Announcing the 2022 American Example Participants

The American Examples steering committee is proud to announce the cohort of participants for the 2022 American Examples workshops. American Examples is a collaborative working group for early career scholars of religion in America, broadly conceived, from a variety of disciplines. American Examples engages the study of religion in America across the three areas of research, teaching, and public scholarship. This year, our entire cohort is non-tenure track participants, continuing our emphasis on opening up opportunities for early career scholars. We also have a range of disciplines in the cohort, ranging from religious studies to history to Slavic languages and literature.

This year’s cohort includes:

  • Yasmine Flodin-Ali, Ph.D. candidate in the Department of Religious Studies at the University of North Carolina at Chapel Hill
  • Jem Jebbia, Ph.D. candidate in the Department of Religious Studies at Stanford University
  • Steven Kaplin, Ph.D. candidate in the Department of Religious Studies at Indiana University
  • Andrew Klumpp, editor of the Annals of Iowa at the State Historical Society of Iowa
  • Jacob Lassin, Post-doctoral Research Scholar at the Melikian Center for Russian, Eurasian, and East European Studies at Arizona State University
  • Rachel Schwaller, lecturer in the Departments of History and Religious Studies at the University of Kansas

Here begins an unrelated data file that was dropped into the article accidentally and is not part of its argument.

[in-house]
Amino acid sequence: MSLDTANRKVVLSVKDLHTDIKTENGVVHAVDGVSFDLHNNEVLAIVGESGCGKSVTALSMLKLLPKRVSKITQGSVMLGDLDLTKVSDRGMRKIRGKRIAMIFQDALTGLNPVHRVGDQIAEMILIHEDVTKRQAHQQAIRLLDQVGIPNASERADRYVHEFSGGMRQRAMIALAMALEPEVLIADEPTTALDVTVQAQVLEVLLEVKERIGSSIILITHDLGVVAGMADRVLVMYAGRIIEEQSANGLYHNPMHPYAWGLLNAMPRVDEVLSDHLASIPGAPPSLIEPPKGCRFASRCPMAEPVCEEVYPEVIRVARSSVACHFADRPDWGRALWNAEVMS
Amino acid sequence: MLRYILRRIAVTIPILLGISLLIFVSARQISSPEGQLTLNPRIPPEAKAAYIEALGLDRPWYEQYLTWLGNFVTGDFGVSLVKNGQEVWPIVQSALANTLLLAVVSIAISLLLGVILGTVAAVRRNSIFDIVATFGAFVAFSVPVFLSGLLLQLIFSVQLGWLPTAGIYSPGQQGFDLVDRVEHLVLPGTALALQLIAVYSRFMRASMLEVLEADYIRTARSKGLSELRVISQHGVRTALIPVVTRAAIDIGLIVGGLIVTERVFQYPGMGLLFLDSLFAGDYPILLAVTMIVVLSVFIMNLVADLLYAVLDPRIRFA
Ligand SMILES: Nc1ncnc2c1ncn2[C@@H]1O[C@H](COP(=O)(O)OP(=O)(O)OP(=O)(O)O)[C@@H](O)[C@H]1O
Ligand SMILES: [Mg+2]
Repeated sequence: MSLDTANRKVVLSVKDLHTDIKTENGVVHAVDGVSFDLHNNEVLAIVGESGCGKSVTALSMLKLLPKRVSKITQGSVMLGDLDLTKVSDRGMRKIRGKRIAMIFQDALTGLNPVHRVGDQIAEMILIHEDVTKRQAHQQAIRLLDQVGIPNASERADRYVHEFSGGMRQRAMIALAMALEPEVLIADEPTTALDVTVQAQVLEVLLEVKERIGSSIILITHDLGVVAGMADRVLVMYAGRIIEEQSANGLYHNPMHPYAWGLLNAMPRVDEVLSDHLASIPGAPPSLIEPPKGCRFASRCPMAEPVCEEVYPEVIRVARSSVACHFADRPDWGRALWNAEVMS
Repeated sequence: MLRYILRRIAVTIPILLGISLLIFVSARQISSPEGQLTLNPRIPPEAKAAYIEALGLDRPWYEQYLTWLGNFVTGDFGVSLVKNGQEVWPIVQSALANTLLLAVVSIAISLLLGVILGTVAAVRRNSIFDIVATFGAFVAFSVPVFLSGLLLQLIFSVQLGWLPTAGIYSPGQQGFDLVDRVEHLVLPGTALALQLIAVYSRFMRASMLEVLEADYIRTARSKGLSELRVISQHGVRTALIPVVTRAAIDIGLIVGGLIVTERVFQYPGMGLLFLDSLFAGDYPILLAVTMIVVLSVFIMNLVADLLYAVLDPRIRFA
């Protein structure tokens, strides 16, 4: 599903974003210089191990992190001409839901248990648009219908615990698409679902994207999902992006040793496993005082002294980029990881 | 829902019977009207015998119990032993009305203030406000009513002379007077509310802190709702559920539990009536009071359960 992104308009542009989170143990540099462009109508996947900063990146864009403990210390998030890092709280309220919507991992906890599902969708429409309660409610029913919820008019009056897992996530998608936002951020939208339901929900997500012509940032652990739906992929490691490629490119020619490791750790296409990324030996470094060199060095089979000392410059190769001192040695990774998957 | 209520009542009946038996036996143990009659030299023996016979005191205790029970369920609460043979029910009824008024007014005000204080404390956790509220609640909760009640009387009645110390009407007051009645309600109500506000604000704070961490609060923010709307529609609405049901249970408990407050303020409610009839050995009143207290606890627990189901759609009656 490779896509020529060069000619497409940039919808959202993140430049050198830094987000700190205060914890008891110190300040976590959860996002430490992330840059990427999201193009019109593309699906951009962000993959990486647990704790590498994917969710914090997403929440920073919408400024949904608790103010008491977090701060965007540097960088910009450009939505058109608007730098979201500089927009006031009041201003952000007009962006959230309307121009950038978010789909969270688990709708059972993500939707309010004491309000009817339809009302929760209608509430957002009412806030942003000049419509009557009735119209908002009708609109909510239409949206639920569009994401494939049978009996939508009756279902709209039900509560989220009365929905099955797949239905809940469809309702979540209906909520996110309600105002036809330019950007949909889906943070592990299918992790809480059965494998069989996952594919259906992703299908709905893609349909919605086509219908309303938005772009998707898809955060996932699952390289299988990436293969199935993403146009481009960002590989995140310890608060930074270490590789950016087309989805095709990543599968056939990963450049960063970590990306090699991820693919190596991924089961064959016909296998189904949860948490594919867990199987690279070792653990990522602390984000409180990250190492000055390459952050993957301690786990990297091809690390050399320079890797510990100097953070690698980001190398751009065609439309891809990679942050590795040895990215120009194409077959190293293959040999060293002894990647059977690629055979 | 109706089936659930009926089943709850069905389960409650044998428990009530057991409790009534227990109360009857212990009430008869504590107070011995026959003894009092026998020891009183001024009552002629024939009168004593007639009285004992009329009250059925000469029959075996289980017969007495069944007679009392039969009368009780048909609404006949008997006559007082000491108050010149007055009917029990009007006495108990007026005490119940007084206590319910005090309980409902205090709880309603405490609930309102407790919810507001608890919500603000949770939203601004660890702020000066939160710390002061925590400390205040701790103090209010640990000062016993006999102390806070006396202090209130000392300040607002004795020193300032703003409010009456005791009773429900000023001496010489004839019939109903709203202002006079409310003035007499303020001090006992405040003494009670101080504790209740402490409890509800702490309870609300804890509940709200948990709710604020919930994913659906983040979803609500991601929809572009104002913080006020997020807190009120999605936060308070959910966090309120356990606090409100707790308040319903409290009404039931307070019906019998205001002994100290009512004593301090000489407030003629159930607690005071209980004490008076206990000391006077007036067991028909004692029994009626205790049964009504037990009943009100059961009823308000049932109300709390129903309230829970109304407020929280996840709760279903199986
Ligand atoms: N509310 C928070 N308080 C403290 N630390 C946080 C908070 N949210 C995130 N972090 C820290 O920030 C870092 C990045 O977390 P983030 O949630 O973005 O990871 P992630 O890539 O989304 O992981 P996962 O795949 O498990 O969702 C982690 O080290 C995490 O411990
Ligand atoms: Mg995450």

• Suzanne van Geuns, Ph.D. candidate in the Department for the Study of Religion at the University of Toronto
  • Kristine Wright, Ph.D. candidate in the Department of Religion at Princeton University

There full bios are available on the American Examples website.

Congratulations to this year’s cohort! We are so excited to work with you in 2022!

This entry was posted in American Examples, Faculty Blog and tagged , by Michael Altman. Bookmark the permalink.

About Michael Altman

Michael J. Altman is Assistant Professor in the Department of Religious Studies. Dr. Altman's areas of interest are American religious history, theory and method in the study of religion, the history of comparative religion, and Asian religions in American culture. Overall, his research sits at the crossroads of American religious history and religious studies, using the theoretical insights of religious studies to dig deeper into what we mean by "religion" in religious history. His current research examines cultural constructions of Hinduism in 19th-century America.

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